Focus on the core problem
Eliyahu M. Goldratt, founder of TOC (Theory of Constraints) used to say:
“We simply need to look at reality and think logically and precisely about what we see. The key ingredient is to have the courage to face inconsistencies between what we see and deduce and the way things are done. This challenging of basic assumptions is essential to breakthroughs. Progress in understanding requires that we challenge basic assumptions about how the world is and why it is that way. If we can better understand our world and the principles that govern it, I suspect all our lives will be better.”
Government agencies and businesses, large and small, have adopted TOC. It has been successfully applied in almost every area of human endeavor, from industry to healthcare to education.
Dr. Eli Goldratt always encouraged his readers to examine and reassess their lives and business practices by cultivating a different perspective and a clear new vision.
I invite you to do the same.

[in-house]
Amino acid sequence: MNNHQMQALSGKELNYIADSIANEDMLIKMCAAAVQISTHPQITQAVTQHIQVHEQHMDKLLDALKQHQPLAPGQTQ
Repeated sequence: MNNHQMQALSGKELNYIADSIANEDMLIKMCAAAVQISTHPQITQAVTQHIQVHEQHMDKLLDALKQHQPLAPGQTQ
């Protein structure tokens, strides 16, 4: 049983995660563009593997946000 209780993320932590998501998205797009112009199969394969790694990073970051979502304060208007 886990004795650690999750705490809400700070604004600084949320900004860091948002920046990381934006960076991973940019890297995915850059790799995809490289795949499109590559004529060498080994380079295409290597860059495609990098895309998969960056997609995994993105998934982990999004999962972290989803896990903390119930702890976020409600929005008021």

A traditional way to focus the improvements usually starts with a list of problems, of gaps between the existing situation and the desired situation. The gaps are quantified and, following the Pareto principle(1) (80/20 rule), items at the top of the list are taken as the targets for improvement. This approach leads, at best, to just marginal improvements, since at the base of the approach is the erroneous assumption that the gaps are not interdependent.
When the interdependencies are taken into account, it becomes apparent that the gaps are nothing but effects, undesirable effects (UDEs) of a much deeper cause. Trying to deal directly with the UDEs does not lead to the recognition of what actions should be taken. Actually, it leads to many actions that should not be taken.
The TOC Thinking Processes helps to identify the underlying core problem, the ways to remove it, and to do so without creating new UDEs.
I myself use the TOC Thinking Processes at the moment to analyze why so many change initiatives fail. I already identified the underlying core problem and now I am in the process of developing methods based on TOC to improve changemangement and the successful implementation of change initiatives.
As you can see, the possible applications of the TOC are (almost) unlimited. The only thing you should always consider is…
(1) It is believed that the elimination of the first 20% of the problems by appropriate improvement initiatives causes an 80 percent improvement in performance. The elimination of the remaining 80% of the problems would only lead to a 20 percent improvement in performance and is therefore often not carried out.